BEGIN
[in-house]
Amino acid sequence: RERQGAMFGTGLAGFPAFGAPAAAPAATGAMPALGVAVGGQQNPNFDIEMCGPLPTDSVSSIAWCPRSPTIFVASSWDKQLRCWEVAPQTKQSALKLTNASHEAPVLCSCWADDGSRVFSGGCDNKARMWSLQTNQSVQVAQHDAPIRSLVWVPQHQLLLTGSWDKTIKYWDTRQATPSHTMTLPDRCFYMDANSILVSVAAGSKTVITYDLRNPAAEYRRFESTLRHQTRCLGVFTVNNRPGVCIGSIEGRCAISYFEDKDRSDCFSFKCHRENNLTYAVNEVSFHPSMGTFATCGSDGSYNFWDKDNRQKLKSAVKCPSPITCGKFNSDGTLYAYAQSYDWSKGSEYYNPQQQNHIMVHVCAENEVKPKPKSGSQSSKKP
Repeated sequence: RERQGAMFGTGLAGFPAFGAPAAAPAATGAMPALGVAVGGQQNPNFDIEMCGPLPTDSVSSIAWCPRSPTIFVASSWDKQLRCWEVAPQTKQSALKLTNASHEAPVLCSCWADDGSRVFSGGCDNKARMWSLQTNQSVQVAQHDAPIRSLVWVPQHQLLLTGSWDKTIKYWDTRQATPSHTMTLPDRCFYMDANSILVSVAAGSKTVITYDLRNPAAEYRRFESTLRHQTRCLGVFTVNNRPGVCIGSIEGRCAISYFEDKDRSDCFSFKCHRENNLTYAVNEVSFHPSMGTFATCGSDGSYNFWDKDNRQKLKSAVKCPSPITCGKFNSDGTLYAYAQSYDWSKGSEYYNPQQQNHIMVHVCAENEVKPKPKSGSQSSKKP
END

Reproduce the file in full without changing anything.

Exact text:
[in-house]
Amino acid sequence: RERQGAMFGTGLAGFPAFGAPAAAPAATGAMPALGVAVGGQQNPNFDIEMCGPLPTDSVSSIAWCPRSPTIFVASSWDKQLRCWEVAPQTKQSALKLTNASHEAPVLCSCWADDGSRVFSGGCDNKARMWSLQTNQSVQVAQHDAPIRSLVWVPQHQLLLTGSWDKTIKYWDTRQATPSHTMTLPDRCFYMDANSILVSVAAGSKTVITYDLRNPAAEYRRFESTLRHQTRCLGVFTVNNRPGVCIGSIEGRCAISYFEDKDRSDCFSFKCHRENNLTYAVNEVSFHPSMGTFATCGSDGSYNFWDKDNRQKLKSAVKCPSPITCGKFNSDGTLYAYAQSYDWSKGSEYYNPQQQNHIMVHVCAENEVKPKPKSGSQSSKKP
Repeated sequence: RERQGAMFGTGLAGFPAFGAPAAAPAATGAMPALGVAVGGQQNPNFDIEMCGPLPTDSVSSIAWCPRSPTIFVASSWDKQLRCWEVAPQTKQSALKLTNASHEAPVLCSCWADDGSRVFSGGCDNKARMWSLQTNQSVQVAQHDAPIRSLVWVPQHQLLLTGSWDKTIKYWDTRQATPSHTMTLPDRCFYMDANSILVSVAAGSKTVITYDLRNPAAEYRRFESTLRHQTRCLGVFTVNNRPGVCIGSIEGRCAISYFEDKDRSDCFSFKCHRENNLTYAVNEVSFHPSMGTFATCGSDGSYNFWDKDNRQKLKSAVKCPSPITCGKFNSDGTLYAYAQSYDWSKGSEYYNPQQQNHIMVHVCAENEVKPKPKSGSQSSKKP